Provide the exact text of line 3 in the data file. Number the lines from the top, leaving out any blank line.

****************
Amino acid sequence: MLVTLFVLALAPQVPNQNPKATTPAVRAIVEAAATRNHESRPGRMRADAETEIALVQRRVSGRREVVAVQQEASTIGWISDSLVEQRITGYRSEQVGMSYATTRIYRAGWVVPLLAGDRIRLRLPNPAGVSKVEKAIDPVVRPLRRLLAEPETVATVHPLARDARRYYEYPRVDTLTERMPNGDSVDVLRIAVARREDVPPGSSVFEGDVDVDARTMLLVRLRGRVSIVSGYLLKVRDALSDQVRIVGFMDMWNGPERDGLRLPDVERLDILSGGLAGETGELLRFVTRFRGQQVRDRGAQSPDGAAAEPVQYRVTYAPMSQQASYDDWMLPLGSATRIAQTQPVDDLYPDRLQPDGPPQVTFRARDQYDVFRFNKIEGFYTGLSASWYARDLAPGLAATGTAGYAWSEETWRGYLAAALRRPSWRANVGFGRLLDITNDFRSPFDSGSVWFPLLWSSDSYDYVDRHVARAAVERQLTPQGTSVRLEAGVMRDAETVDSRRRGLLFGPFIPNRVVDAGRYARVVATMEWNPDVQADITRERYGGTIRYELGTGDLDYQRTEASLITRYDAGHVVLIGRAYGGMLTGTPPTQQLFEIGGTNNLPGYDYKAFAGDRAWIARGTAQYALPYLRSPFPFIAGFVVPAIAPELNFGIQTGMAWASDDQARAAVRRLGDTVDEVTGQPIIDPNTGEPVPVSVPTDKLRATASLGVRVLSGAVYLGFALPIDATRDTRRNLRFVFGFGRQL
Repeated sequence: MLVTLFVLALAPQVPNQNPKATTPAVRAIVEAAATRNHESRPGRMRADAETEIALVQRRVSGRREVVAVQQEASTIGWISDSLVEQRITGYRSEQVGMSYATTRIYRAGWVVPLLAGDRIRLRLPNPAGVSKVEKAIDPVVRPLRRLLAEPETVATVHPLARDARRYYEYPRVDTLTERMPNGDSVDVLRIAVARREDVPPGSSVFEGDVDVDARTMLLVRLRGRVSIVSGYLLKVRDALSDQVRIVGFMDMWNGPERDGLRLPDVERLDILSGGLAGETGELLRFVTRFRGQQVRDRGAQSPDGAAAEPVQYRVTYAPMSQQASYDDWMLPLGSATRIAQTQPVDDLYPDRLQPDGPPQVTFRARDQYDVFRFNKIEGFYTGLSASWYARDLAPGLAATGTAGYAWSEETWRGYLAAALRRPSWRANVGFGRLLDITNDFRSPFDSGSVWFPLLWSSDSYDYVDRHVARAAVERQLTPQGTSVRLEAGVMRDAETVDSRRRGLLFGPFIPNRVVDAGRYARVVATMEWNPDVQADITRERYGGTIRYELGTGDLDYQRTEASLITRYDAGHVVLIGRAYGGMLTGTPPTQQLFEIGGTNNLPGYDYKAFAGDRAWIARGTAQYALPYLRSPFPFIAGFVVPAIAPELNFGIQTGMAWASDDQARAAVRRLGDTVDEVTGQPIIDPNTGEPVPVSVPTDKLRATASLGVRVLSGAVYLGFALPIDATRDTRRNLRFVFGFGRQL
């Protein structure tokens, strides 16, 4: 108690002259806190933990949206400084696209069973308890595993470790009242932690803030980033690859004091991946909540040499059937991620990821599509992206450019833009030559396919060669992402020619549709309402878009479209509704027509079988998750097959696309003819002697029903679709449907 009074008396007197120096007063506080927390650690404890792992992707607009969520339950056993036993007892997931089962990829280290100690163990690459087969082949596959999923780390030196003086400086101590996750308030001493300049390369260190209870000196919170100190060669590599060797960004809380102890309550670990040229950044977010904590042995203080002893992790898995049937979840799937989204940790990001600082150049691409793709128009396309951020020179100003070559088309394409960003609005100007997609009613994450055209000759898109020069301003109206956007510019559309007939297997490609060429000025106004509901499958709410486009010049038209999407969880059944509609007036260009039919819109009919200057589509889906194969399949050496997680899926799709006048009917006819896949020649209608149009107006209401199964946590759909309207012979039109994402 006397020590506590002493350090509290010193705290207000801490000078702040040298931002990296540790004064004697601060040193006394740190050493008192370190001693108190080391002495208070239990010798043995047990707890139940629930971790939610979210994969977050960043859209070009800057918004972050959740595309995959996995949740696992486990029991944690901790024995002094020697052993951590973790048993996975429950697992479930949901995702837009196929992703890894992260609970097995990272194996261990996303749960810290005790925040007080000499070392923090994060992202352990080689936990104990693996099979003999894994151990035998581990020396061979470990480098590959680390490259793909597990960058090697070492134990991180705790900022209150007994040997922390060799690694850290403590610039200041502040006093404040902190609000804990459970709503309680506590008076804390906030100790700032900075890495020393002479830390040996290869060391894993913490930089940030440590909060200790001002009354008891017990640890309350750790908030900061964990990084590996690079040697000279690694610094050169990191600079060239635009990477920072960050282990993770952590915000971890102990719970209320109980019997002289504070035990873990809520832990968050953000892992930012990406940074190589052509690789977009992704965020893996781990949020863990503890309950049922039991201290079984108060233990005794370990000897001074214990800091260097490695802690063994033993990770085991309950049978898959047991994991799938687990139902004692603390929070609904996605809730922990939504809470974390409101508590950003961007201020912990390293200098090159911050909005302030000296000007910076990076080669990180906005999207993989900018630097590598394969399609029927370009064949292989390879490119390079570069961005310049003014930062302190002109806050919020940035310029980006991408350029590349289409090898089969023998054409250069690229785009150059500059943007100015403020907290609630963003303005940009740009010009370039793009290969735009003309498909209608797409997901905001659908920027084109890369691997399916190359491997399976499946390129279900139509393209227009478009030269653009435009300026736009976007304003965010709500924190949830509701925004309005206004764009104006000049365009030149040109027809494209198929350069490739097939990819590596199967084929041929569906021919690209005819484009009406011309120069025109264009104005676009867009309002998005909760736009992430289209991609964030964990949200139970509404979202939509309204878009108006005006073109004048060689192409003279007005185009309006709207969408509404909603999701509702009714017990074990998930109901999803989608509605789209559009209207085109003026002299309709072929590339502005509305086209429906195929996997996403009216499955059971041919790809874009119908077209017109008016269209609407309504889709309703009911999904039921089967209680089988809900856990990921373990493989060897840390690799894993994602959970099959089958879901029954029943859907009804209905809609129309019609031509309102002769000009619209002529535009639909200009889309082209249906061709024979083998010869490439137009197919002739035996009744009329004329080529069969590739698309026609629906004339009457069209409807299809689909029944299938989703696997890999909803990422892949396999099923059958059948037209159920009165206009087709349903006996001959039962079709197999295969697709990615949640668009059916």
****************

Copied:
């Protein structure tokens, strides 16, 4: 108690002259806190933990949206400084696209069973308890595993470790009242932690803030980033690859004091991946909540040499059937991620990821599509992206450019833009030559396919060669992402020619549709309402878009479209509704027509079988998750097959696309003819002697029903679709449907 009074008396007197120096007063506080927390650690404890792992992707607009969520339950056993036993007892997931089962990829280290100690163990690459087969082949596959999923780390030196003086400086101590996750308030001493300049390369260190209870000196919170100190060669590599060797960004809380102890309550670990040229950044977010904590042995203080002893992790898995049937979840799937989204940790990001600082150049691409793709128009396309951020020179100003070559088309394409960003609005100007997609009613994450055209000759898109020069301003109206956007510019559309007939297997490609060429000025106004509901499958709410486009010049038209999407969880059944509609007036260009039919819109009919200057589509889906194969399949050496997680899926799709006048009917006819896949020649209608149009107006209401199964946590759909309207012979039109994402 006397020590506590002493350090509290010193705290207000801490000078702040040298931002990296540790004064004697601060040193006394740190050493008192370190001693108190080391002495208070239990010798043995047990707890139940629930971790939610979210994969977050960043859209070009800057918004972050959740595309995959996995949740696992486990029991944690901790024995002094020697052993951590973790048993996975429950697992479930949901995702837009196929992703890894992260609970097995990272194996261990996303749960810290005790925040007080000499070392923090994060992202352990080689936990104990693996099979003999894994151990035998581990020396061979470990480098590959680390490259793909597990960058090697070492134990991180705790900022209150007994040997922390060799690694850290403590610039200041502040006093404040902190609000804990459970709503309680506590008076804390906030100790700032900075890495020393002479830390040996290869060391894993913490930089940030440590909060200790001002009354008891017990640890309350750790908030900061964990990084590996690079040697000279690694610094050169990191600079060239635009990477920072960050282990993770952590915000971890102990719970209320109980019997002289504070035990873990809520832990968050953000892992930012990406940074190589052509690789977009992704965020893996781990949020863990503890309950049922039991201290079984108060233990005794370990000897001074214990800091260097490695802690063994033993990770085991309950049978898959047991994991799938687990139902004692603390929070609904996605809730922990939504809470974390409101508590950003961007201020912990390293200098090159911050909005302030000296000007910076990076080669990180906005999207993989900018630097590598394969399609029927370009064949292989390879490119390079570069961005310049003014930062302190002109806050919020940035310029980006991408350029590349289409090898089969023998054409250069690229785009150059500059943007100015403020907290609630963003303005940009740009010009370039793009290969735009003309498909209608797409997901905001659908920027084109890369691997399916190359491997399976499946390129279900139509393209227009478009030269653009435009300026736009976007304003965010709500924190949830509701925004309005206004764009104006000049365009030149040109027809494209198929350069490739097939990819590596199967084929041929569906021919690209005819484009009406011309120069025109264009104005676009867009309002998005909760736009992430289209991609964030964990949200139970509404979202939509309204878009108006005006073109004048060689192409003279007005185009309006709207969408509404909603999701509702009714017990074990998930109901999803989608509605789209559009209207085109003026002299309709072929590339502005509305086209429906195929996997996403009216499955059971041919790809874009119908077209017109008016269209609407309504889709309703009911999904039921089967209680089988809900856990990921373990493989060897840390690799894993994602959970099959089958879901029954029943859907009804209905809609129309019609031509309102002769000009619209002529535009639909200009889309082209249906061709024979083998010869490439137009197919002739035996009744009329004329080529069969590739698309026609629906004339009457069209409807299809689909029944299938989703696997890999909803990422892949396999099923059958059948037209159920009165206009087709349903006996001959039962079709197999295969697709990615949640668009059916």